Will legal slëepøvers at Ikea deter showroom squatters?

No drinking, no weapons, and no public displays of affection are allowed. How fun can that kind of slumber party really be?

A few years ago, stowaways in Ikea showrooms were becoming a massive problem for the Swedish furniture giant. The YouTube video “Two Idiots at Night in Ikea” had gone viral, sparking the “24-Hour Challenge” trend, in which brazen teens would hide in showrooms, hoping to stay overnight (or at least until security spotted them and called the cops). Ikea sternly warned pranksters that their game constituted trespassing, that they’d be prosecuted if caught and that—really—any fun from illicit camping was “overrated.”

Internally, though, the marketing brains at Ikea must have seen an opportunity. Last fall, the company began kicking around the idea of a sanctioned, legal sleepover. It had done similar events on a one-off basis in the U.K. and Australia, but Ikea Canada is the first to expand the sleepover nationally; 11 stores from Richmond, B.C., to Halifax hosted events on the same night. Lauren MacDonald, the chain’s Canadian head of marketing, won’t admit the stowaways served as inspiration—to hear her tell it, it’s all part of a campaign to promote healthy sleep habits. But the gimmick raises a meaningful commercial question: Can illicit thrills be harnessed and repurposed into legal marketing opportunities?

The chain already works hard to provide what advertisers call an “experiential shopping experience,” assembling attractive, cozy rooms to lure customers away from their computers and into brick-and-mortar stores. Other retailers like Sears had tried and failed at this task, while the survivors fought for slices of key sectors like the mattress business—more competitive than ever with newly popular bed-in-a-box mattresses like Casper and Endy. Ikea’s sleepover event promised a next-level experience—“a dream come true,” as MacDonald put it, for devotees of the iconic shop. Two hundred first-come-first-served spots across Canada were filled within 24 hours.

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At 9 p.m. at Ontario’s North York store, regular shoppers are still waiting to pay for their purchases before the doors lock. Upstairs in the cafeteria, a luckier few have gathered for cinnamon buns and further instructions. A map marks unique activity stations—at this store, guided meditation, board games and a sleep specialist; at other locations, karaoke, ghost stories, movies and midnight snacks. But mostly guests are keen to explore the eerily empty store. “It’s pretty cool but also a little bit creepy,” says Sharon Gee, one of the last daytime shoppers to leave before the festivities begin. “I’m glad I’m going home.”

Ten grand-prize winners are thrilled to stay—albeit nervously. Among them are a mother in a Dickensian sleep hat and her semi-embarrassed 22-year-old daughter; a pair of girlfriends in luxurious loungewear and purses crammed with Korean sheet masks; and a newlywed couple who have left their toddler with Grandma so the stayover might double as date night. Melissa Roberts, a 22-year-old OCAD U student, has invited along a friend from school, while Lorne Mamchin, 26, has brought his new girlfriend for what might set a new standard for odd dates.

What they have in common, besides yellow wristbands, is an overnight-in-a-store fantasy based loosely on an old movie they can’t quite remember—Kim Cattrall in Mannequin, Jennifer Connelly in Career Opportunities and Natalie Portman giving birth in a Walmart were all cited as “just like” the event.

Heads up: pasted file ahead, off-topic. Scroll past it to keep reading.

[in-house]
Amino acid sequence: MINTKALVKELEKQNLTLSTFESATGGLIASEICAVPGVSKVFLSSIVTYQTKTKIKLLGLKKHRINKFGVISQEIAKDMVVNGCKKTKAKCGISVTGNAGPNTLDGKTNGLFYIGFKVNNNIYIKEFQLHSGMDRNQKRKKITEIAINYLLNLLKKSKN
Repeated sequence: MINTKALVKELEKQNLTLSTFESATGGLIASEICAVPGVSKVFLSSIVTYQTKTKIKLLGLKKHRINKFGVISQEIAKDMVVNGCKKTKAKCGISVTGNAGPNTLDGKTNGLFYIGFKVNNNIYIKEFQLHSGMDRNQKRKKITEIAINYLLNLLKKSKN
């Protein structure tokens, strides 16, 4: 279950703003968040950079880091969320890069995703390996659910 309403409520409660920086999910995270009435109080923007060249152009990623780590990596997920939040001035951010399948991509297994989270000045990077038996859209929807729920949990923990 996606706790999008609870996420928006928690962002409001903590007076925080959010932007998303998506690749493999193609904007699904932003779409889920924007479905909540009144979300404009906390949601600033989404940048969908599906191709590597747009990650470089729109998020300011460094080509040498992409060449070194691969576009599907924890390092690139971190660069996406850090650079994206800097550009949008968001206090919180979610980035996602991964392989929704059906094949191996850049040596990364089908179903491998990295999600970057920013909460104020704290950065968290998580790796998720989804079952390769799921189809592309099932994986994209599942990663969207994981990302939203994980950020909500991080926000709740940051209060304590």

But making a movie trope real presents real-world problems. “We’ve of course done a whole risk assessment,” says MacDonald. “We want this to be a safe, regulated event.” Even the most chic of showrooms, after all, is just a showroom. There are no private quarters. The showers have no running water. Security is making rounds as guests sleep. Overnighters have signed contracts agreeing to refrain from using alcohol or drugs, to leave weapons and firearms at home and to forgo “levels of intimacy with others that are inappropriate in a public space.”

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Any of the above would be a PR disaster, and the first of any event is something of a social experiment. “Someone who works here said, ‘Good luck!’ ” recalls Roberts. “Um, what does that mean?” If they don’t get their top bedroom pick—winners will run to their preferred beds, Hunger Games-style—Mamchin has comforted his date with a backup escape plan: “Hey, my car’s here. We’re allowed to go . . . I think.” (They are, though leaving early would mean forfeiting the free pillow and sheets he slept on, along with his morning swag bag.)

Anything-can-happen jitters brought on by breaking your regular bedtime routine are, of course, the whole point of any sleepover. “Slumber parties are never about sleep; they’re about the party,” says Vancouver’s Rob Finkelstein, VP of Proof Experiences, which specializes in experiential marketing. To declare an event successful, he explains, “we look for results that are meaningful, memorable and measurable.” The pyjama party certainly satisfies the first two criteria, but if results are measurable, Ikea’s keeping them to itself.

More interesting is the company’s attempts to transform an external problem into an internal marketing strategy. “If they’re playing off and amplifying and building off a pop culture moment,” says Finkelstein, “I would say it’s brilliant.” But just like parents crashing a slumber party, Ikea’s bid to co-opt the 24-Hour Challenge into a supervised, sober, ultra-safe sleepover (they actually handed out sleep masks and left the lights on) is certain to suck the fun out of sleepovers for pranksters.

Or, to the company’s chagrin, it might make the forbidden version all the more appealing.